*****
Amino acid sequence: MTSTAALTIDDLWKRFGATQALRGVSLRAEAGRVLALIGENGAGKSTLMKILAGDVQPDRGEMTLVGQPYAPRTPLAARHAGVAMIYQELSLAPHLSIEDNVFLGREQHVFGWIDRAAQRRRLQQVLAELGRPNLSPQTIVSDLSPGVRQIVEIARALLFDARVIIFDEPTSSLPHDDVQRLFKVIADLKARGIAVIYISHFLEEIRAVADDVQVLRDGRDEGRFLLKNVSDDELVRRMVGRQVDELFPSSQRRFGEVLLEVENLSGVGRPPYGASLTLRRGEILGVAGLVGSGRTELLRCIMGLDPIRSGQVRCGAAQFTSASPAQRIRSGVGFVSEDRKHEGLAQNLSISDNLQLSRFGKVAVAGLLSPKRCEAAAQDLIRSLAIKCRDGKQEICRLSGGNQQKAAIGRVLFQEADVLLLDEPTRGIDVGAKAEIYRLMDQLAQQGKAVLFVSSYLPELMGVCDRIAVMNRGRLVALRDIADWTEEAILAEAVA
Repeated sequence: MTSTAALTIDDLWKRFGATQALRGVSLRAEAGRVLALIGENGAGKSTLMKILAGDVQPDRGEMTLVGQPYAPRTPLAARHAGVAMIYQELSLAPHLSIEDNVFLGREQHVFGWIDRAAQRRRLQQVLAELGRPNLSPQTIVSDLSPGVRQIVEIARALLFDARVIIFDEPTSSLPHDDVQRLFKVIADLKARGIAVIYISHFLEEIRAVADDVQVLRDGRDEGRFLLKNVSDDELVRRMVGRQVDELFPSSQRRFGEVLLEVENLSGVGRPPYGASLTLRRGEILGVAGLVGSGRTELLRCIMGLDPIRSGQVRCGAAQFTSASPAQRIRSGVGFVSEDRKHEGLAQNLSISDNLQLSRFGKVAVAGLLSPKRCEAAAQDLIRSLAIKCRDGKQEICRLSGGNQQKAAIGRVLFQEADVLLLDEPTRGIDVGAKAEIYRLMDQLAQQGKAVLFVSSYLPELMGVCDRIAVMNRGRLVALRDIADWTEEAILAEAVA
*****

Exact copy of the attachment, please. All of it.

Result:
Amino acid sequence: MTSTAALTIDDLWKRFGATQALRGVSLRAEAGRVLALIGENGAGKSTLMKILAGDVQPDRGEMTLVGQPYAPRTPLAARHAGVAMIYQELSLAPHLSIEDNVFLGREQHVFGWIDRAAQRRRLQQVLAELGRPNLSPQTIVSDLSPGVRQIVEIARALLFDARVIIFDEPTSSLPHDDVQRLFKVIADLKARGIAVIYISHFLEEIRAVADDVQVLRDGRDEGRFLLKNVSDDELVRRMVGRQVDELFPSSQRRFGEVLLEVENLSGVGRPPYGASLTLRRGEILGVAGLVGSGRTELLRCIMGLDPIRSGQVRCGAAQFTSASPAQRIRSGVGFVSEDRKHEGLAQNLSISDNLQLSRFGKVAVAGLLSPKRCEAAAQDLIRSLAIKCRDGKQEICRLSGGNQQKAAIGRVLFQEADVLLLDEPTRGIDVGAKAEIYRLMDQLAQQGKAVLFVSSYLPELMGVCDRIAVMNRGRLVALRDIADWTEEAILAEAVA
Repeated sequence: MTSTAALTIDDLWKRFGATQALRGVSLRAEAGRVLALIGENGAGKSTLMKILAGDVQPDRGEMTLVGQPYAPRTPLAARHAGVAMIYQELSLAPHLSIEDNVFLGREQHVFGWIDRAAQRRRLQQVLAELGRPNLSPQTIVSDLSPGVRQIVEIARALLFDARVIIFDEPTSSLPHDDVQRLFKVIADLKARGIAVIYISHFLEEIRAVADDVQVLRDGRDEGRFLLKNVSDDELVRRMVGRQVDELFPSSQRRFGEVLLEVENLSGVGRPPYGASLTLRRGEILGVAGLVGSGRTELLRCIMGLDPIRSGQVRCGAAQFTSASPAQRIRSGVGFVSEDRKHEGLAQNLSISDNLQLSRFGKVAVAGLLSPKRCEAAAQDLIRSLAIKCRDGKQEICRLSGGNQQKAAIGRVLFQEADVLLLDEPTRGIDVGAKAEIYRLMDQLAQQGKAVLFVSSYLPELMGVCDRIAVMNRGRLVALRDIADWTEEAILAEAVA